Geyer & Bates, of St. Louis. At the same time, the brethren recognizing his
ability to become a useful preacher, were urging him to enter the ministry. His
father was not only proud of him, but ambitious that he should distinguish
himself at the bar. It cost him a severe struggle to disappoint his father, as
well as to silence the cravings of his own ambitions. On the one side were
worldly honor, distinction, pecuniary profits, while on the other neither
worldly glory nor emolument, but a hand to hand fight with contumely and
reproach, persecution and poverty. But few young men who enter the ministry
today can appreciate the sacrifice he was called upon to make. He decided to
cast his lot with the people of God, and commenced his long and successful
ministry at seventeen years of age. At the urgent request of his father, he
studied medicine and graduated at the medical department of Missouri University,
under Dr. McDowal, and practiced medicine six years, after which he devoted his
whole time to preaching.
in writing of him, says: "His discourses were methodically arranged, his
argument convincing, his style transparent, and he left a line of light behind
him as he advanced with his subject. His manner was bold and confident, without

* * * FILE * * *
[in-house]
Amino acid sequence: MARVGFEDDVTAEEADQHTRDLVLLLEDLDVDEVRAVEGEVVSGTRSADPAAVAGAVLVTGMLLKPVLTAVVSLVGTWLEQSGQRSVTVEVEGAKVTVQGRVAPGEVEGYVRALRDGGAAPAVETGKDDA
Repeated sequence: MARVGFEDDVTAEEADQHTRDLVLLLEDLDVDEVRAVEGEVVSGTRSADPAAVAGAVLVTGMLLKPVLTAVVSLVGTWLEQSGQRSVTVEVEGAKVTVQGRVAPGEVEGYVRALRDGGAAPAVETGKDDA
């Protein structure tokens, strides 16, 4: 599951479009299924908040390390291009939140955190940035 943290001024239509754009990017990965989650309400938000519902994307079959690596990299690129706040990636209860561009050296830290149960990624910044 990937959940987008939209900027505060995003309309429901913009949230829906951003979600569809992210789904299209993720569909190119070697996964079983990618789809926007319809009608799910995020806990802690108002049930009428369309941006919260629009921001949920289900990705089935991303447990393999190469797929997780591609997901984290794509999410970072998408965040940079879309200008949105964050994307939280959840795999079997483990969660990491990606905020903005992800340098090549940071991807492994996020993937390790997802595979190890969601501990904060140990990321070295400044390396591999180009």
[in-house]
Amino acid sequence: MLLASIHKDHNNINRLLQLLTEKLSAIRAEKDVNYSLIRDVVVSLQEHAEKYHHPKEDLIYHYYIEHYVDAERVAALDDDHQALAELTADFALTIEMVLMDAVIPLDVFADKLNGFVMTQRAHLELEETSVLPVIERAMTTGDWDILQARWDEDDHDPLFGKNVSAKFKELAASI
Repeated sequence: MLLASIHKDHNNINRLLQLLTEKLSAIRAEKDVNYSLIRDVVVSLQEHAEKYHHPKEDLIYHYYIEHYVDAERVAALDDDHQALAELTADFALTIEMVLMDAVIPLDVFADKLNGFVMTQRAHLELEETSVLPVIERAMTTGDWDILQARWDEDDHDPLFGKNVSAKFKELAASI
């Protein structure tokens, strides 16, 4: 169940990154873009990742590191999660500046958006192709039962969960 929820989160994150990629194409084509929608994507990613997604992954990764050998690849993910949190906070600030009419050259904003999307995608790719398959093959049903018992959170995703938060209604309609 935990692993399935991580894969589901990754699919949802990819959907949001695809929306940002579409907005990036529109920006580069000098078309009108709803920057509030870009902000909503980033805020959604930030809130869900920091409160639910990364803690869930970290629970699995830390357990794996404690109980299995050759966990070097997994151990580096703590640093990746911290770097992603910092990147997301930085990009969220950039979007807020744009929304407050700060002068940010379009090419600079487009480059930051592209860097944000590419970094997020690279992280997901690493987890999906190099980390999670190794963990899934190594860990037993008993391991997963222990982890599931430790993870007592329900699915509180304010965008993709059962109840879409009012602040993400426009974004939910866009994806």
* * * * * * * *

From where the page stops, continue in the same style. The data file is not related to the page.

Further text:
being defiant, and his action was full of grace and dignity. His voice was
melodious and his person commanding. His exhortations, never boisterous, were
full of tenderness, and they deeply impressed upon the heart the lessons set
forth in the discourse. As a man, he was generous, kind-hearted and the soul of
honor. His superiority, as, I think, in the case with which he comprehended a
subject, and the facility with which he could distribute and arrange. In these
particulars he had no equal among his fellow-laborers."
Bro. Z. F.
Smith writes of him thus: "By nature he was remarkably endowed. His brain,
while not massive, was finely organized and supported by one of the most perfect
physiques I have ever known. He was an orator by nature, not so much in the
ostentation of rhetoric and the art of elocution, but in the natural simplicity